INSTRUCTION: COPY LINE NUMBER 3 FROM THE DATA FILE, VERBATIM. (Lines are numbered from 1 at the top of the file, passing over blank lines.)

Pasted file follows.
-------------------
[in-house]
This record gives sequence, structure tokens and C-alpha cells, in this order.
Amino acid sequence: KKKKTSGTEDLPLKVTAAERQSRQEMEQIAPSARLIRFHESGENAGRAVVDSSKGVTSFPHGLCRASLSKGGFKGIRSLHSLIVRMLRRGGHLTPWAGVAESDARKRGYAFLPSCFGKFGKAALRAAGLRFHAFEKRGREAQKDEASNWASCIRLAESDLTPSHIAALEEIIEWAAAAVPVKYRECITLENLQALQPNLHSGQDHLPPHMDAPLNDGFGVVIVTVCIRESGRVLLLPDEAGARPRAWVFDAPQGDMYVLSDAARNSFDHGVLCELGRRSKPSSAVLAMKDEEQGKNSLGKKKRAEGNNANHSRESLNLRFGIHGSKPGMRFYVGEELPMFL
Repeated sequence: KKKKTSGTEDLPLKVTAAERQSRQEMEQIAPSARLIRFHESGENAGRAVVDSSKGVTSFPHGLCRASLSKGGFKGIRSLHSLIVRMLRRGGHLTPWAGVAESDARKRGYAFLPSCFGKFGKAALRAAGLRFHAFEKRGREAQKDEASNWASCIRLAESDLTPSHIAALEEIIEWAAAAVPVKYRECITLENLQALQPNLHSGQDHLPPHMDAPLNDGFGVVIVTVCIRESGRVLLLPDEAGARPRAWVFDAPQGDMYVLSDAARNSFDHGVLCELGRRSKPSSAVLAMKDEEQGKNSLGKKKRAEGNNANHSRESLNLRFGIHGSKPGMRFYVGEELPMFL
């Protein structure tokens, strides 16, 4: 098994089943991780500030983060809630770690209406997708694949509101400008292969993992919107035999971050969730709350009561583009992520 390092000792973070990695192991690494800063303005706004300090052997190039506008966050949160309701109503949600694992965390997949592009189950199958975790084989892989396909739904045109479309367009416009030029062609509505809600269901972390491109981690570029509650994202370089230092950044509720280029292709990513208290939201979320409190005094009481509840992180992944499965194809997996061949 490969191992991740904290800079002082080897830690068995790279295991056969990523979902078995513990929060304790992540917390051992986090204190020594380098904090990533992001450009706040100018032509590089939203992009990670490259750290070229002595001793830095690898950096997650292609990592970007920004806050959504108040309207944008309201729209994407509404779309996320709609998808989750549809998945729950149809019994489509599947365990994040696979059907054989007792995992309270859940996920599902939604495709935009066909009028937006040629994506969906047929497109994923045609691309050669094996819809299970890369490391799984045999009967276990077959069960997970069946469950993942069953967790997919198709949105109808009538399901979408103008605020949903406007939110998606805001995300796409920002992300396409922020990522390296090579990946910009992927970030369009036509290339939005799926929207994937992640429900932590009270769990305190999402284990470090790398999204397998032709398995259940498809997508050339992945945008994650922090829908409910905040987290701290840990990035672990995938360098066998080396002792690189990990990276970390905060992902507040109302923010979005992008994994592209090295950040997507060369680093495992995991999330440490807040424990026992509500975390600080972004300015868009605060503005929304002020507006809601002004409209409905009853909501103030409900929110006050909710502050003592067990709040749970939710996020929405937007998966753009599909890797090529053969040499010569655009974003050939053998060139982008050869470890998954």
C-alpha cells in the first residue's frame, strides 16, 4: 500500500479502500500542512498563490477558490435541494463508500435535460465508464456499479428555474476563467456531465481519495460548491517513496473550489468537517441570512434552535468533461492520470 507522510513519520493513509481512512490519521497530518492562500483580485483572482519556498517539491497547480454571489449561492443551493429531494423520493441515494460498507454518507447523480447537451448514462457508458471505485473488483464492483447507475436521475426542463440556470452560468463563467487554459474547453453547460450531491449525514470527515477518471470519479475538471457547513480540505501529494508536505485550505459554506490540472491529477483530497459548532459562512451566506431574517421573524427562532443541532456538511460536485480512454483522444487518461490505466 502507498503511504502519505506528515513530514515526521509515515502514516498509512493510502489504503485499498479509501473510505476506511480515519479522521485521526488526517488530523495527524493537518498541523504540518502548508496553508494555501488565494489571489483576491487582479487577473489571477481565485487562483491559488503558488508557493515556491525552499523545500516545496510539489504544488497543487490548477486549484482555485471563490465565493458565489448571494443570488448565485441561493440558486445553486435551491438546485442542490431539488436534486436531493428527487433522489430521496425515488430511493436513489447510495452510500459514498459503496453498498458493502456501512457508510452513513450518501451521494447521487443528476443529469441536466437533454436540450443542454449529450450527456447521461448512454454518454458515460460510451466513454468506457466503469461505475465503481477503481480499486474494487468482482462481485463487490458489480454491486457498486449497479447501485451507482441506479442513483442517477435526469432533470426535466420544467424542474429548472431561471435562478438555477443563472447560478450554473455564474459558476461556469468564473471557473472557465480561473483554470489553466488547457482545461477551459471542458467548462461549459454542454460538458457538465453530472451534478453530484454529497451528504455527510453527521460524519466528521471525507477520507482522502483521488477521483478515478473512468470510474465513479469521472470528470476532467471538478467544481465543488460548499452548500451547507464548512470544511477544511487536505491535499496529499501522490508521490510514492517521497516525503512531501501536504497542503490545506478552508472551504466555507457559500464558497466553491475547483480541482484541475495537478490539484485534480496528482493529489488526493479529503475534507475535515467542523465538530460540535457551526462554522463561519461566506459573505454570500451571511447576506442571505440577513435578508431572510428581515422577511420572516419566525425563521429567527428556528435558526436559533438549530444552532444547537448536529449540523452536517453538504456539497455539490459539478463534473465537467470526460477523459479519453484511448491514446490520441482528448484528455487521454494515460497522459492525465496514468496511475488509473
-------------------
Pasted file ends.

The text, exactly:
Amino acid sequence: KKKKTSGTEDLPLKVTAAERQSRQEMEQIAPSARLIRFHESGENAGRAVVDSSKGVTSFPHGLCRASLSKGGFKGIRSLHSLIVRMLRRGGHLTPWAGVAESDARKRGYAFLPSCFGKFGKAALRAAGLRFHAFEKRGREAQKDEASNWASCIRLAESDLTPSHIAALEEIIEWAAAAVPVKYRECITLENLQALQPNLHSGQDHLPPHMDAPLNDGFGVVIVTVCIRESGRVLLLPDEAGARPRAWVFDAPQGDMYVLSDAARNSFDHGVLCELGRRSKPSSAVLAMKDEEQGKNSLGKKKRAEGNNANHSRESLNLRFGIHGSKPGMRFYVGEELPMFL